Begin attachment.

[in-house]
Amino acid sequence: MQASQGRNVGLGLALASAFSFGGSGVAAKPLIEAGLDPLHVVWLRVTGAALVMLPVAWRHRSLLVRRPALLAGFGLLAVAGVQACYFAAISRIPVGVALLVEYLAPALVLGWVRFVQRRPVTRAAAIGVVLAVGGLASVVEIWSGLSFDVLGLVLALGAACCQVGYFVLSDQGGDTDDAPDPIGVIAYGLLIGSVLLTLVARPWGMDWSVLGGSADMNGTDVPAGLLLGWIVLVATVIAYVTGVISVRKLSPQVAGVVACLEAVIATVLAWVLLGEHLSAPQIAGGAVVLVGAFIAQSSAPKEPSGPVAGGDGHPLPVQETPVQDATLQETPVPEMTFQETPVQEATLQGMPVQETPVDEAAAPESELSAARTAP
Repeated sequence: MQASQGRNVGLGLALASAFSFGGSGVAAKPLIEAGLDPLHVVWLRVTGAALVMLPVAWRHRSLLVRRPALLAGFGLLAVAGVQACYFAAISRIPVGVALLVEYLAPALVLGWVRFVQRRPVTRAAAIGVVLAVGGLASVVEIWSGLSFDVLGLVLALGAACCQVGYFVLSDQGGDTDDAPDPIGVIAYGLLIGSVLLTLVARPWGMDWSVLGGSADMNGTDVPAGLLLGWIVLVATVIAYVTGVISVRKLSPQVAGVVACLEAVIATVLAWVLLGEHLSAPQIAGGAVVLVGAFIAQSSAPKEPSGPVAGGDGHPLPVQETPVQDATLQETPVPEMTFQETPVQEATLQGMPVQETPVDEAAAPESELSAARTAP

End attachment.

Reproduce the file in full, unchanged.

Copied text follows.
[in-house]
Amino acid sequence: MQASQGRNVGLGLALASAFSFGGSGVAAKPLIEAGLDPLHVVWLRVTGAALVMLPVAWRHRSLLVRRPALLAGFGLLAVAGVQACYFAAISRIPVGVALLVEYLAPALVLGWVRFVQRRPVTRAAAIGVVLAVGGLASVVEIWSGLSFDVLGLVLALGAACCQVGYFVLSDQGGDTDDAPDPIGVIAYGLLIGSVLLTLVARPWGMDWSVLGGSADMNGTDVPAGLLLGWIVLVATVIAYVTGVISVRKLSPQVAGVVACLEAVIATVLAWVLLGEHLSAPQIAGGAVVLVGAFIAQSSAPKEPSGPVAGGDGHPLPVQETPVQDATLQETPVPEMTFQETPVQEATLQGMPVQETPVDEAAAPESELSAARTAP
Repeated sequence: MQASQGRNVGLGLALASAFSFGGSGVAAKPLIEAGLDPLHVVWLRVTGAALVMLPVAWRHRSLLVRRPALLAGFGLLAVAGVQACYFAAISRIPVGVALLVEYLAPALVLGWVRFVQRRPVTRAAAIGVVLAVGGLASVVEIWSGLSFDVLGLVLALGAACCQVGYFVLSDQGGDTDDAPDPIGVIAYGLLIGSVLLTLVARPWGMDWSVLGGSADMNGTDVPAGLLLGWIVLVATVIAYVTGVISVRKLSPQVAGVVACLEAVIATVLAWVLLGEHLSAPQIAGGAVVLVGAFIAQSSAPKEPSGPVAGGDGHPLPVQETPVQDATLQETPVPEMTFQETPVQEATLQGMPVQETPVDEAAAPESELSAARTAP